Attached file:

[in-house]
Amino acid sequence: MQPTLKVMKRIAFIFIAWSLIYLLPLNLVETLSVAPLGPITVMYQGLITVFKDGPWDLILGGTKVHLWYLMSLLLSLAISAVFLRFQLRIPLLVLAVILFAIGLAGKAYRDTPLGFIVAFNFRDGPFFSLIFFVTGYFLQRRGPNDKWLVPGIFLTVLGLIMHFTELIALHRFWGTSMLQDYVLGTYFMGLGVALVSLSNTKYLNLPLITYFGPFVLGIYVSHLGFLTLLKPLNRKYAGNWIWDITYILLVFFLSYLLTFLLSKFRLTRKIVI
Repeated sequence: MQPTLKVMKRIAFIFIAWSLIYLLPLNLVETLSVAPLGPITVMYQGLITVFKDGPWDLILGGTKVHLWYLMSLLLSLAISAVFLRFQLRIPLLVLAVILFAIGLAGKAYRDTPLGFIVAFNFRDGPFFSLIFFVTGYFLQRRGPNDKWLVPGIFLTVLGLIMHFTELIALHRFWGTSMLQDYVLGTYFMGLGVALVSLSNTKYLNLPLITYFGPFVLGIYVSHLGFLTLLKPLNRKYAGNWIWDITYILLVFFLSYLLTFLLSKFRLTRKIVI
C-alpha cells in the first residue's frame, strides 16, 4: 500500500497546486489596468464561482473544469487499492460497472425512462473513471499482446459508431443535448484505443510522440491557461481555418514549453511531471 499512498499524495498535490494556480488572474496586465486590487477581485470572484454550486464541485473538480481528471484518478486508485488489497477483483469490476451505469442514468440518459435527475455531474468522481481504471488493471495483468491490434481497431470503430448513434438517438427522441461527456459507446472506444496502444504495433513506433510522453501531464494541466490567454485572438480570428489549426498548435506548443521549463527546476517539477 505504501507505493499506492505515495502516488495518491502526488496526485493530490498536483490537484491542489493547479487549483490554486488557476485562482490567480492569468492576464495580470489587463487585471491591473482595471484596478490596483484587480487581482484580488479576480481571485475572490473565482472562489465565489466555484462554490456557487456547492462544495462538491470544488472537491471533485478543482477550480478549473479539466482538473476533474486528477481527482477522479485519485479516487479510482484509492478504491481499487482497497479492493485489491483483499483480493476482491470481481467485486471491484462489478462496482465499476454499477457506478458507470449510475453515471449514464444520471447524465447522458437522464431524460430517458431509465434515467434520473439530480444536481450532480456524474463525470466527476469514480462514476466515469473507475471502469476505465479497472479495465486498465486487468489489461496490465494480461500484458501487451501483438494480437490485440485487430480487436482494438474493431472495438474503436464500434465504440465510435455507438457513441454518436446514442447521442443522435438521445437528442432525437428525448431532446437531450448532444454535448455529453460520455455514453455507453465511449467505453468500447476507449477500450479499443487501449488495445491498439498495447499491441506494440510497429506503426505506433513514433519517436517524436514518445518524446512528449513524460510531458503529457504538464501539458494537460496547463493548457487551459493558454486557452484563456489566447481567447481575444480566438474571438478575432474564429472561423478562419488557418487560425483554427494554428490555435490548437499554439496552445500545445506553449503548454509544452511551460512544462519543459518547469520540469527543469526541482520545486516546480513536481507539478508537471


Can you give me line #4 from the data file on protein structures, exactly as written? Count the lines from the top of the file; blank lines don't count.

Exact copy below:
C-alpha cells in the first residue's frame, strides 16, 4: 500500500497546486489596468464561482473544469487499492460497472425512462473513471499482446459508431443535448484505443510522440491557461481555418514549453511531471 499512498499524495498535490494556480488572474496586465486590487477581485470572484454550486464541485473538480481528471484518478486508485488489497477483483469490476451505469442514468440518459435527475455531474468522481481504471488493471495483468491490434481497431470503430448513434438517438427522441461527456459507446472506444496502444504495433513506433510522453501531464494541466490567454485572438480570428489549426498548435506548443521549463527546476517539477 505504501507505493499506492505515495502516488495518491502526488496526485493530490498536483490537484491542489493547479487549483490554486488557476485562482490567480492569468492576464495580470489587463487585471491591473482595471484596478490596483484587480487581482484580488479576480481571485475572490473565482472562489465565489466555484462554490456557487456547492462544495462538491470544488472537491471533485478543482477550480478549473479539466482538473476533474486528477481527482477522479485519485479516487479510482484509492478504491481499487482497497479492493485489491483483499483480493476482491470481481467485486471491484462489478462496482465499476454499477457506478458507470449510475453515471449514464444520471447524465447522458437522464431524460430517458431509465434515467434520473439530480444536481450532480456524474463525470466527476469514480462514476466515469473507475471502469476505465479497472479495465486498465486487468489489461496490465494480461500484458501487451501483438494480437490485440485487430480487436482494438474493431472495438474503436464500434465504440465510435455507438457513441454518436446514442447521442443522435438521445437528442432525437428525448431532446437531450448532444454535448455529453460520455455514453455507453465511449467505453468500447476507449477500450479499443487501449488495445491498439498495447499491441506494440510497429506503426505506433513514433519517436517524436514518445518524446512528449513524460510531458503529457504538464501539458494537460496547463493548457487551459493558454486557452484563456489566447481567447481575444480566438474571438478575432474564429472561423478562419488557418487560425483554427494554428490555435490548437499554439496552445500545445506553449503548454509544452511551460512544462519543459518547469520540469527543469526541482520545486516546480513536481507539478508537471